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Originally published February 16, 2011 at 9:09 PM | Page modified February 17, 2011 at 9:54 AM

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Unemployed need not apply, some firms say

As if finding work weren't hard enough, a federal agency warns that some employers are excluding jobless workers from consideration for openings.

McClatchy Newspapers

As if finding work weren't hard enough, a federal agency warns that some employers are excluding jobless workers from consideration for openings.

People testified before the U.S. Equal Employment Opportunity Commission (EEOC) on Wednesday about what some said is a growing trend of employers refusing to consider hiring the unemployed.

The practice has surfaced in electronic and print postings with language such as "unemployed applicants will not be considered" or "must be currently employed."

"Excluding unemployed workers from employment opportunities is unfair to workers, bad for the economy, and potentially violates basic civil-rights protections because of the disparate impact on older workers, workers of color, women and others," Christine Owens, executive director of the National Employment Law Project, testified.

Several examples of such help-wanted ads were offered: A Texas electronics company said online that it would "not consider/review anyone NOT currently employed regardless of the reason"; an ad for a restaurant-manager position in New Jersey said applicants must be employed; a phone manufacturer's job announcement said "No Unemployed Candidates Will Be Considered At All," according to Helen Norton, associate professor at the University of Colorado School of Law.

Even if the companies pull the language from their ads, many still discriminate against the unemployed, Owens said.

Evidence about how widespread the practice may be is sketchy. But reports of it have caught the attention of regulators, lawmakers and advocates for the unemployed.

In one prominent report last year, an advertisement from Sony Ericsson, a global phone manufacturer that was recruiting workers for a new Georgia facility, was restricted to those currently employed.

The company removed the restriction after media publicity.

Members of Congress contacted the Department of Labor and the EEOC to see whether the practice violates federal employment laws against discrimination.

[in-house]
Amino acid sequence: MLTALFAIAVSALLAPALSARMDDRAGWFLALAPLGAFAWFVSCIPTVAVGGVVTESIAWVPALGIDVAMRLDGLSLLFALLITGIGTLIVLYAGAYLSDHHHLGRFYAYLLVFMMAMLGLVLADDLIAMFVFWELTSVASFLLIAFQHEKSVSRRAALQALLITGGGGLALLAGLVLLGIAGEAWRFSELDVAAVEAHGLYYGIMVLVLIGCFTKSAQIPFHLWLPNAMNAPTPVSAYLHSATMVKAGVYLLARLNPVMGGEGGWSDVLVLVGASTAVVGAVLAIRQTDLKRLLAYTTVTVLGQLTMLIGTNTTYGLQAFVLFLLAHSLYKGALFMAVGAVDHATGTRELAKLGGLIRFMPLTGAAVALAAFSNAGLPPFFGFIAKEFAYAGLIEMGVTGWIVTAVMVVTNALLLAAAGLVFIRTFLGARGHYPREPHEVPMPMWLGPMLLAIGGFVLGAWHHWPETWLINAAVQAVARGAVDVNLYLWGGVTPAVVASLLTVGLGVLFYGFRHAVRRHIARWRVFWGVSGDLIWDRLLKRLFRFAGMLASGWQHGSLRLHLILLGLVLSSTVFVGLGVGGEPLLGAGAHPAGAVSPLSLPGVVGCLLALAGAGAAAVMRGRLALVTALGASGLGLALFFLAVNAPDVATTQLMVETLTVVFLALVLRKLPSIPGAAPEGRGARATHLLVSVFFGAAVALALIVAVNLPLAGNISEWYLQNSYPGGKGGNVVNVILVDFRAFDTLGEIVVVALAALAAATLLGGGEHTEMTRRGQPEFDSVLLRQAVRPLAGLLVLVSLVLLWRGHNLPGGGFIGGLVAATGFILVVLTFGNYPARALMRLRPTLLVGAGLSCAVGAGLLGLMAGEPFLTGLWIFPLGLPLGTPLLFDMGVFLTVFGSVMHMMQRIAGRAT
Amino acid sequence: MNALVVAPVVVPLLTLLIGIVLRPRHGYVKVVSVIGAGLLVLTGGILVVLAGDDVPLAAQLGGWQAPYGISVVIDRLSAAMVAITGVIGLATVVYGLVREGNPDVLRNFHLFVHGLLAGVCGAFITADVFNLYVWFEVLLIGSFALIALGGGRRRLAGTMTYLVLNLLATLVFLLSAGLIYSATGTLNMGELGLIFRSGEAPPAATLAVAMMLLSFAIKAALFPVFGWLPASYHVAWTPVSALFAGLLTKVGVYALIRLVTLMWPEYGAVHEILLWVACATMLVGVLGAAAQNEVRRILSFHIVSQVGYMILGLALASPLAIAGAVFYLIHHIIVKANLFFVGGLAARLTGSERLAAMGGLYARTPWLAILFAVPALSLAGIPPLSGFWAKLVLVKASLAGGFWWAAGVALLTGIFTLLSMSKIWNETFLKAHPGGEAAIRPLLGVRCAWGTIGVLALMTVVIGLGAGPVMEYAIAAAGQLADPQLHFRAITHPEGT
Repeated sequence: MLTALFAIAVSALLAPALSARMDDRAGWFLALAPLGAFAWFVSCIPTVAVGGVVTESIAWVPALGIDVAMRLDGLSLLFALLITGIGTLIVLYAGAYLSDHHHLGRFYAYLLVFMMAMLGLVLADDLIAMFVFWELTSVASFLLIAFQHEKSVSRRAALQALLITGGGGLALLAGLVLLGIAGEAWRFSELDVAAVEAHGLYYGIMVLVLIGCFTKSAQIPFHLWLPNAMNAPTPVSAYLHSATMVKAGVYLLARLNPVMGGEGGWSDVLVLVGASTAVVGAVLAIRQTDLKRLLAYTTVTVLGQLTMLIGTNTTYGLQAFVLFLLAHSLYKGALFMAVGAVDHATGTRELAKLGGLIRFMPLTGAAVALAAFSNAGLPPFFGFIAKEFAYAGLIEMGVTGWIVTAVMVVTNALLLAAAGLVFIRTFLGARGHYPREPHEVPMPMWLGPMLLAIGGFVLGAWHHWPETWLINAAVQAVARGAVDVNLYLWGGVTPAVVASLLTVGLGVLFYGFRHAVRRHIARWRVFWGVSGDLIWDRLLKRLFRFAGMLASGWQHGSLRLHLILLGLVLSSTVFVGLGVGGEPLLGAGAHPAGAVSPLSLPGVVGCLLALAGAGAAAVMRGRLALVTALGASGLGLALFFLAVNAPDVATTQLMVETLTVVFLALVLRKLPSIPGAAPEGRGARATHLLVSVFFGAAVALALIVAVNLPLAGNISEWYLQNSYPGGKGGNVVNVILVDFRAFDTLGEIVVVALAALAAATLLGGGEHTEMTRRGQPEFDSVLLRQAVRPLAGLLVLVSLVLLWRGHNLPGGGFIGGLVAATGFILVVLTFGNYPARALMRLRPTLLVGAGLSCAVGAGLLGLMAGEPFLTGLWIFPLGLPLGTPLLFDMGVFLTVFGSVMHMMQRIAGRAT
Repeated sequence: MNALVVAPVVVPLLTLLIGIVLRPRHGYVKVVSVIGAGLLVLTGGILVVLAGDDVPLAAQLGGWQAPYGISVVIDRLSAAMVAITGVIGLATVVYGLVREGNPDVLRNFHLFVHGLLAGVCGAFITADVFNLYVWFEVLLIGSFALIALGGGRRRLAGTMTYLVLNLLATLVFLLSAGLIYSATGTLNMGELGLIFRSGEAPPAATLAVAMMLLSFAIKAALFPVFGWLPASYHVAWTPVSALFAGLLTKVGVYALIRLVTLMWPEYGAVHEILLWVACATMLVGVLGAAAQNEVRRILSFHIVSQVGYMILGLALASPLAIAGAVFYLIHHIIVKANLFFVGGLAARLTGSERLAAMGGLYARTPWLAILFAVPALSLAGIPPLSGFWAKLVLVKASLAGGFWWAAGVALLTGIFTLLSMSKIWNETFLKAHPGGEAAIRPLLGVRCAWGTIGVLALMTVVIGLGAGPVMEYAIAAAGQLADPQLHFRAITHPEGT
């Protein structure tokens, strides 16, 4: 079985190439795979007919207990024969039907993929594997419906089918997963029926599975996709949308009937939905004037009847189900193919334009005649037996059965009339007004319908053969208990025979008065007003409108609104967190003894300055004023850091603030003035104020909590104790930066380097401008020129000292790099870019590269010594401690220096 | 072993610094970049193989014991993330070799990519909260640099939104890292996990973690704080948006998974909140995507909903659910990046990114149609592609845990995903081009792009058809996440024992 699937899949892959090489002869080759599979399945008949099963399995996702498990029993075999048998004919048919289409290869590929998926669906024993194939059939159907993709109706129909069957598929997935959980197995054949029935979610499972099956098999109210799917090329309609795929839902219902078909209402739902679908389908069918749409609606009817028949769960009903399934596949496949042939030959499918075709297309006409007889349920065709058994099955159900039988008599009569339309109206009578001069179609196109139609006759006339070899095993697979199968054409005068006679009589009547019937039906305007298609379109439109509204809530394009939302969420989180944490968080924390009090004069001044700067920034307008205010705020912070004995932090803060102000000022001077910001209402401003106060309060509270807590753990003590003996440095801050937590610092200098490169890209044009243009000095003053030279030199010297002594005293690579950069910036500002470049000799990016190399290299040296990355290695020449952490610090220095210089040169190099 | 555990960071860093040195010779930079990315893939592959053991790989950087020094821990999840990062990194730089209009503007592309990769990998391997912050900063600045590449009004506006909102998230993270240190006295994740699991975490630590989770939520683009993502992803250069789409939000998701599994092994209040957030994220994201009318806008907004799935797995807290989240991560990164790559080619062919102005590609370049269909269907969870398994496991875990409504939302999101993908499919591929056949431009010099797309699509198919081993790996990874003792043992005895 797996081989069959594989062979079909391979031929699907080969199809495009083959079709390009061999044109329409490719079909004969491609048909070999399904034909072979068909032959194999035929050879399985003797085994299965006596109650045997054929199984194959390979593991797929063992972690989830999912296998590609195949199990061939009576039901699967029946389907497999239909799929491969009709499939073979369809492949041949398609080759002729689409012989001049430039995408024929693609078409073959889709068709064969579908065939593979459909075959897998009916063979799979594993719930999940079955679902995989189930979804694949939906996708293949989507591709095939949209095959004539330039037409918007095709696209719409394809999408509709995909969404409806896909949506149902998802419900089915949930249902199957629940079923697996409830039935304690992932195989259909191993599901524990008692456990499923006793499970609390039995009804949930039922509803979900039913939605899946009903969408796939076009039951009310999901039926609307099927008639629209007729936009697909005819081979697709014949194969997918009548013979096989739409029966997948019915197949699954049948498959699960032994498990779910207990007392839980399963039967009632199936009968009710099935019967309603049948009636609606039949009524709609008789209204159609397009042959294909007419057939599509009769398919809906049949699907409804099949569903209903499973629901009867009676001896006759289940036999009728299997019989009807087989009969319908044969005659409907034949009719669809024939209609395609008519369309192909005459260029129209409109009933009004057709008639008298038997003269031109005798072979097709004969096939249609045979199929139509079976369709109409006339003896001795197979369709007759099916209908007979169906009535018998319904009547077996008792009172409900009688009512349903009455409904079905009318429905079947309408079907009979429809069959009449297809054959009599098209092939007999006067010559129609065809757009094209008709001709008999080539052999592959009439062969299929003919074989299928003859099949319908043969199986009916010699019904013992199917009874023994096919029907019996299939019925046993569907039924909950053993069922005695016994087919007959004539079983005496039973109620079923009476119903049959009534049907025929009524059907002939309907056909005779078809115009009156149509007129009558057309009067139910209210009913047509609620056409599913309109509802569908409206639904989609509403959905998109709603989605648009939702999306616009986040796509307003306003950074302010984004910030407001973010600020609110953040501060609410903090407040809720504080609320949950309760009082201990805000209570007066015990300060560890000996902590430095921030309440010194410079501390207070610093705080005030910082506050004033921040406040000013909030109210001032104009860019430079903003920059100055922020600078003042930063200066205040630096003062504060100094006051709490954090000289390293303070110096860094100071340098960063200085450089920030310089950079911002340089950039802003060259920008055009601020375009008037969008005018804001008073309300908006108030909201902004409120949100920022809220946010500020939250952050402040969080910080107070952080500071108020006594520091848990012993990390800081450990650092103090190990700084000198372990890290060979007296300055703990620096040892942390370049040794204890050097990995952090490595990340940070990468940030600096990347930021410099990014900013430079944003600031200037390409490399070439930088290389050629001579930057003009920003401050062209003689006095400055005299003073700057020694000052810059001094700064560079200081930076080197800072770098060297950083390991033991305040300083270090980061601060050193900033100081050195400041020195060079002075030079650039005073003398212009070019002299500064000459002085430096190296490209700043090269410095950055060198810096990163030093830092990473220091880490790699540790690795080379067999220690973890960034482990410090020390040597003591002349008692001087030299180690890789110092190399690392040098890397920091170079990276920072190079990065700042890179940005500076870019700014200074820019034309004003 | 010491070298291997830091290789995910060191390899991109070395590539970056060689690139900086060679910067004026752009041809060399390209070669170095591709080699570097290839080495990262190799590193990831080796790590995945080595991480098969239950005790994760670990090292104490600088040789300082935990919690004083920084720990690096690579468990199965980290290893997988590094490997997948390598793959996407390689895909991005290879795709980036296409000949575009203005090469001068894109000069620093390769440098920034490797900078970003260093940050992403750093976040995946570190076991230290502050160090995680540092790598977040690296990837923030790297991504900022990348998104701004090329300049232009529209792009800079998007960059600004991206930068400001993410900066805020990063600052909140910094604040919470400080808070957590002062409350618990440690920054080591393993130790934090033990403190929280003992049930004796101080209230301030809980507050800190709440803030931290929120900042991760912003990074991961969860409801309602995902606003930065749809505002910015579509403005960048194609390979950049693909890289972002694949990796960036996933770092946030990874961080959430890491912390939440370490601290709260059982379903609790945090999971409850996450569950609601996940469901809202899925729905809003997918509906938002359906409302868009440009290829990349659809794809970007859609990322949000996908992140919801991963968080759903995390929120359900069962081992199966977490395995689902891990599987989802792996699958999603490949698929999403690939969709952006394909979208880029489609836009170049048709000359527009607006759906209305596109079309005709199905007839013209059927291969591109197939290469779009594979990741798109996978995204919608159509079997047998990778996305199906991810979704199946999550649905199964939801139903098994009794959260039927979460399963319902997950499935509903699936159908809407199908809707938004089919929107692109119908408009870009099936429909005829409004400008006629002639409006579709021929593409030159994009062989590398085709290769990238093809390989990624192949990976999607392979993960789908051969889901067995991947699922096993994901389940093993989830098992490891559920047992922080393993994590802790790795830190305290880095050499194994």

While the unemployed aren't a protected class under civil-rights laws, the practice could be legally problematic if it has a disparate or discriminatory effect on groups of job seekers subject to civil-rights protections.

Several witnesses testified at EEOC headquarters in Washington, D.C., that excluding the unemployed from job openings could disproportionately affect African Americans, Hispanics, people with disabilities and older workers — all federally protected groups whose jobless rates are well-above the U.S. average.

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Blacks and Hispanics are particularly vulnerable, said William Spriggs, the Labor Department's assistant secretary for policy, because they represent a large share of unemployed workers and a smaller portion of those with jobs.

Although the nationwide unemployment rate is 9 percent, the jobless rate is 15.7 percent among blacks and 11.9 percent among Hispanics, according the Bureau of Labor Statistics.

"When employers exclude the unemployed from the applicant pool, they are more likely to be excluding Latinos and African Americans," Spriggs testified.

Most seem to agree that the overwhelming majority of job postings don't contain such language. James Urban, a partner at Jones Day law firm in Pittsburgh who counsels large employers, testified that he's never dealt with an employer who wouldn't hire the jobless.

Listings that exclude unemployed applicants would violate terms-of-use policies against discrimination at Monster.com, which posts hundreds of thousands of job openings.

"We would flag that as a violation of our policy," company spokesman Matthew Henson said. He said the website screened listings for such problems.

While jobless applicants might have "skills that are stale or obsolete" compared with employed candidates, screening them out isn't effective because it limits the pool of qualified workers, said Fernan Cepero, state director of the New York State Society for Human Resource Management. He said the practice probably wasn't widespread because "the stakes involved are too high for that."

But Owens, of the National Employment Law Project, said her group routinely heard from older workers who had been rejected for consideration because they weren't employed.

A 53-year-old Illinois woman who was laid off after 19 years as an information-technology supervisor said a recruiter wouldn't send her on a job interview when he realized she hadn't worked for a year.

A 44-year-old woman lost out on a pharmaceutical-sales position because the job required that she be currently employed in the industry or have left it within six months.

Owens said that under the Civil Rights Act of 1964 and the Age Discrimination in Employment Act of 1967, it was illegal for employers to use practices that "limit, segregate or classify" individuals in ways that limited or denied employment opportunities based on race, gender, color, religion, ethnicity or age. Practices that seem nondiscriminatory could violate these laws if they have a disparate impact on members of these protected classes.

The commission will gather more information about the issue and might, in time, provide guidance to employers about the practice and suggestions on how to avoid any legal conflicts in job postings.

Material from The Associated Press

and Los Angeles Times is included

in this report.

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